<!4. Explain to the student when it is appropriate to use summarization as a reading comprehension strategy.

"Effective comprehension requires an accurate recall of information. Summarization is a strategy that helps us to correctly recall the most important facts from something we read. It is often most helpful to use summarization when reading expository texts. Expository texts are passages that are written for the sole purpose of the reader gaining information. They are informative and educational. Using the summarization rules on our poster, you can effectively summarize the important information and the knowledge that the author wants you to gain from his/her writing."

<!5. Introduce the Koala Profile article written by National Geographic. Before the student reads, make sure to remind him/her to keep the summarization rules in mind while reading.

"I have an informative, expository article on Koalas. I would like for you to read it carefully. While you are reading, be sure to keep in mind the summarization rules on our poster. Would you like to review them again? ((briefly go over the rules again))."

<!6. After the student has completed the article, give him/ her the web diagram sheet. This is a helpful way for the student to organize information that is important while 'deleting' the trivial information. The teacher may need to scaffold the student as he/she completes the diagram.

"Now you are going to complete this web diagram on the article that you just read. This is a great and helpful way for readers to sort through information and discover what is truly important and/or likely to be a comprehension question. While you are deciphering what is important, you can also weed through unnecessary facts that might not be as important."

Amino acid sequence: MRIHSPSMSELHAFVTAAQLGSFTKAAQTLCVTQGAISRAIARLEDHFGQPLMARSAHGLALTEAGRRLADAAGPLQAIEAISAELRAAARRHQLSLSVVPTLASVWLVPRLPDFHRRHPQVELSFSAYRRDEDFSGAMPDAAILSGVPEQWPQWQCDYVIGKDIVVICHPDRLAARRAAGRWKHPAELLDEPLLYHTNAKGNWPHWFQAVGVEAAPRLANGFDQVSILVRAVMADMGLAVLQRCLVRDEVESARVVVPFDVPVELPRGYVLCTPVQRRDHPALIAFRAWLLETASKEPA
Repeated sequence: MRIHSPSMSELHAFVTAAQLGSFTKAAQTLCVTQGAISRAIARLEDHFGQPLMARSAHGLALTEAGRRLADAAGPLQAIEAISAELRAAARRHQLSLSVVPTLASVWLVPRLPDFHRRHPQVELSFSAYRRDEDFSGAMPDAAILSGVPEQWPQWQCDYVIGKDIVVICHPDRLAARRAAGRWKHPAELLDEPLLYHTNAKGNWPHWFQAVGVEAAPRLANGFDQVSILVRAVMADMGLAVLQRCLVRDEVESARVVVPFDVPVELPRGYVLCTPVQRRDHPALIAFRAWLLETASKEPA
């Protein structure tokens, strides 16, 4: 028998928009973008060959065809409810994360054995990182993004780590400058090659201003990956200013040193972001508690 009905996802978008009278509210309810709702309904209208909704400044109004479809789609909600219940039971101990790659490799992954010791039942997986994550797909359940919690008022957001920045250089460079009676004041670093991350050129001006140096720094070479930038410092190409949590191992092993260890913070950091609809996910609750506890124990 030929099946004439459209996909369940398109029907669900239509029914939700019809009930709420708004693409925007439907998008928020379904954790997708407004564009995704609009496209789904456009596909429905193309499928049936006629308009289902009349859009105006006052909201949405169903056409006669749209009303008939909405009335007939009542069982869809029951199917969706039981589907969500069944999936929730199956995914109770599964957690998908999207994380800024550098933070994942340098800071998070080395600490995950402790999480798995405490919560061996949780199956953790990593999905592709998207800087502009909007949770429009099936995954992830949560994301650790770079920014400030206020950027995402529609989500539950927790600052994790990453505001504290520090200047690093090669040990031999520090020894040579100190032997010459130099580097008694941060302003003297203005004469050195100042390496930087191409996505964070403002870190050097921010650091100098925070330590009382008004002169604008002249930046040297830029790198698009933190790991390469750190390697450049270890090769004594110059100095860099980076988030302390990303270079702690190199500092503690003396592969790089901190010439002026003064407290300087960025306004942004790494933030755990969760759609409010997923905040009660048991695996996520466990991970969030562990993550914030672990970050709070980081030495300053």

<!7. Give the student the web diagram sheet and scaffold him/her while completing it, so that they get an accurate experience with separating important and unimportant information.

Possible guiding questions: "What is this article about?" "What do koalas eat?" "How do their mother's take care of them?" –This is all factual information that is important to be recalled.

<!8. After the web diagram has been completed, help the student create topic sentences for each paragraph in the article. For example, you could say the following to summarize the first paragraph: "Koalas are pouched animals that once they are born, they cling onto their mothers for the first year of their life."

<!9. Finally, have the student review his/her completed web and topic sentences.

"Take just a minute to look over the information that you have collected and summarized about this article. Keep it in mind as I verbally ask you some comprehension questions."

<!10. Present the questions one by one, and have the student answer them.

"I am going to ask you a series of questions regarding the information that you just read and wrote about. Please listen carefully, and pay attention."

<!11. Conclude the lesson. "This concludes the lesson. I hope that you have learned more about summarization, and when to use the strategy. It is very helpful to summarize informational passages, because it helps you to retain, and remember the information when asked to recall it. People of all ages summarize, and it is very helpful to them. I hope that you will use the summarization technique to help you!"

REFERENCES:

<!National Geographic Website article on Koalas titled Koala Profile.

http://animals.nationalgeographic.com/animals/mammals/koala.html?nav=A-Z


     This is a marvelous website that offers a variety of templates that are printable and which can be easily customized.

http://http://www.2Learn.ca/construct/graphicorg/concept/conceptmapindex.html